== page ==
Women’s narratives suggest that the certification and verification of identities by legal institutions, and restricted access to resources based on the outcomes of these processes, enhances the ascribed structural social distance between undocumented immigrants and individuals with authorized U.S. presence and U.S. citizens, while also maintaining the salience of legal status in immigrant communities. That is, in this protracted context a driver’s license or state ID functioned as an indicator of legal status, which when absent (or assumed by officials to be absent) produces a stigmatized identity. Processes that stigmatize individuals and groups in turn shape access to social and economic opportunities and health (Link and Phelan 2001).
Women navigated these systems while also trying to affirm their and loved ones’ stigmatized identities. Isabella, a woman in the second generation, described the connections between the production of (il)legality and her Mexican identity as she affirmed her identity in the context of several structurally blocked opportunities: “Aren’t there laws that say racism is illegal? … Are the freedoms only to citizens? … I’m proud to be Mexican … It’s a beautiful place. If you go to visit Mexico, it’s gorgeous and I am not ashamed of it.”
The category of “necessary hypervigilance” includes women’s or their kin network members’ day-to-day anticipation of experiences that would reinforce immigrant policing and bureaucratic surveillance. These responses encompassed exercising vigilance or self-surveillance to reduce the possibility that encounters with institutional agents could escalate to encounters with immigration officials or circumscribe access to other health-promoting resources. Marisol, a woman in the first generation whose daughter was in the process of applying for citizenship, described her grandchildren’s continued attention to the presence of police when driving, and the stress that accompanies this vigilance:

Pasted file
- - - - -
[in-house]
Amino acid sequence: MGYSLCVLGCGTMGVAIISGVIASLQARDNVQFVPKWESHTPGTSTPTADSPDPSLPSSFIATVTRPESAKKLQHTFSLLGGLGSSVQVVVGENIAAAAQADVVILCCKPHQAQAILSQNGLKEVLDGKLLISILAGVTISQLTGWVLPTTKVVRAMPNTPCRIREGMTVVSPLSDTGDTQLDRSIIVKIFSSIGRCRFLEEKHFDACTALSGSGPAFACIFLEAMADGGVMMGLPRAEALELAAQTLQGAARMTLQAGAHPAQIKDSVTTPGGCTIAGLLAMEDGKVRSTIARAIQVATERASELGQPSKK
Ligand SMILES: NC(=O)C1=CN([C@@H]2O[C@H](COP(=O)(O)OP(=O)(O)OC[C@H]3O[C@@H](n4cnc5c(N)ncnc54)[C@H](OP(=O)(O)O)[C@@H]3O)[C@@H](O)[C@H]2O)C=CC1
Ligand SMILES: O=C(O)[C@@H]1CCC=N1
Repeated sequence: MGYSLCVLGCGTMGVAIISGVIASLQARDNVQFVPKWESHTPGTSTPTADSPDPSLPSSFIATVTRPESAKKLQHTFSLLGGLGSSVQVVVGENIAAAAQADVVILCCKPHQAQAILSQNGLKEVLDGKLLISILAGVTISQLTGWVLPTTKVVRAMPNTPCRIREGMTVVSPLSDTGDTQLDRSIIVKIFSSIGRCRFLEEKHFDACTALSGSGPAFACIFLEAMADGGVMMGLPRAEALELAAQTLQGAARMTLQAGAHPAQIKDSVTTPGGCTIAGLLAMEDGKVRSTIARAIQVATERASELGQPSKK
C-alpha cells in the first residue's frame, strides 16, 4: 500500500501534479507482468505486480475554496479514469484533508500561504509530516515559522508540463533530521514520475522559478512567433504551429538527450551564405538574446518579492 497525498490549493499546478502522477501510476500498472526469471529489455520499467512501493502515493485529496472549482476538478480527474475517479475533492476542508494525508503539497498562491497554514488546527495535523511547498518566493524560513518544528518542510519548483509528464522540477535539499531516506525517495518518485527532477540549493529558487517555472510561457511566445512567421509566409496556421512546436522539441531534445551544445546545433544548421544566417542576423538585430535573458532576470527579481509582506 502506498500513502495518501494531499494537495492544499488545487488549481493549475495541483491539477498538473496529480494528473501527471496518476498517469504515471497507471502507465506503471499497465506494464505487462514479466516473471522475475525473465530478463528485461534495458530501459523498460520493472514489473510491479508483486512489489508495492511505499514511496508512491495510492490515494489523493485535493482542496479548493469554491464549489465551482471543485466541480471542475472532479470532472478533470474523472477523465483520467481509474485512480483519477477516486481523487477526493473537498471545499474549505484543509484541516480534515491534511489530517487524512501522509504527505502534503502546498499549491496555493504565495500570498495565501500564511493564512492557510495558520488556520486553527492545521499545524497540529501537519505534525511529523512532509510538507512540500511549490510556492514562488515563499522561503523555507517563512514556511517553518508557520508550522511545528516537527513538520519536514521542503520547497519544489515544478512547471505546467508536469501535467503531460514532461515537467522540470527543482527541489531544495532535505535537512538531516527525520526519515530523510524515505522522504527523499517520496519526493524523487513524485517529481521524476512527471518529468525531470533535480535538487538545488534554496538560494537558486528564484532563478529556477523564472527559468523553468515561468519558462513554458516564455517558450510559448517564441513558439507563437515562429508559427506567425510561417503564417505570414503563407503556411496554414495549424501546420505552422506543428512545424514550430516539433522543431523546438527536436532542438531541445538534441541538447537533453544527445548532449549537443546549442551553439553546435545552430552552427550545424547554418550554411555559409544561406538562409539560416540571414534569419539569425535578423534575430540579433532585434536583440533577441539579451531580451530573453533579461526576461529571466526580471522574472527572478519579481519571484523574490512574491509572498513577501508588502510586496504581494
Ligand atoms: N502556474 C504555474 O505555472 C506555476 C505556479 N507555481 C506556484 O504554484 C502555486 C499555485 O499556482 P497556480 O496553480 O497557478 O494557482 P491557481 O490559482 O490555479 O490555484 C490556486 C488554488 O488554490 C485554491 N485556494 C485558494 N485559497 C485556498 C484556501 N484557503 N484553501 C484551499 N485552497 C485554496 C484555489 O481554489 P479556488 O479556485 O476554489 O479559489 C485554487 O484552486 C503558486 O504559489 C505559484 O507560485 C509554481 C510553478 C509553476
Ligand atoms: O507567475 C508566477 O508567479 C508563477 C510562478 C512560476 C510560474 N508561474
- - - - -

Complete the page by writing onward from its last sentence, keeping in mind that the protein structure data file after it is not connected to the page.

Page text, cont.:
This is the fear. The kids say “Mama, police! Mama, police! Mama, police!” They are so anxious. It’s distressing… that is where illness comes from, no one is healthy anymore, not the kids, not the adults.
Driving was a necessary component of day-to-day activities; women most often expressed hypervigilance towards the possibility of encounters with police specifically when driving. Several women described children’s and their own panic when seeing police, reflecting the intergenerational consequences of immigrant policing.
Ana, a woman in the 1.5 generation likewise described her necessary hypervigilance when driving:
Right here you need [emphasis] to drive, because, you know, things aren’t that close and, with the weather and, now that I have two kids, I can’t ride a bike so … [laughs]. It’s bad, to me it was hard because, you know you drive, scared, like, ‘Oh my goodness.’ You know you have to make every stop and then you can’t speed up a little bit. And, you know, it’s not just so much about, driving right, it’s just that you’re paranoid, because you see the police and even if you’re driving, you know, the way you’re supposed to, you think, ‘Oh my god, what if they stop me?’ So, but yes, it was not pretty [chuckles].
As Ana put it, she had to drive to provide for and care for her children, but was “paranoid” to the attention of police when driving without a driver’s license. Ana and other women often described continuing to drive after their licenses expired in the context of fulfilling employment and caregiving responsibilities. They took these actions understanding the risks, including police surveillance, potentially leading to contact with immigration officials.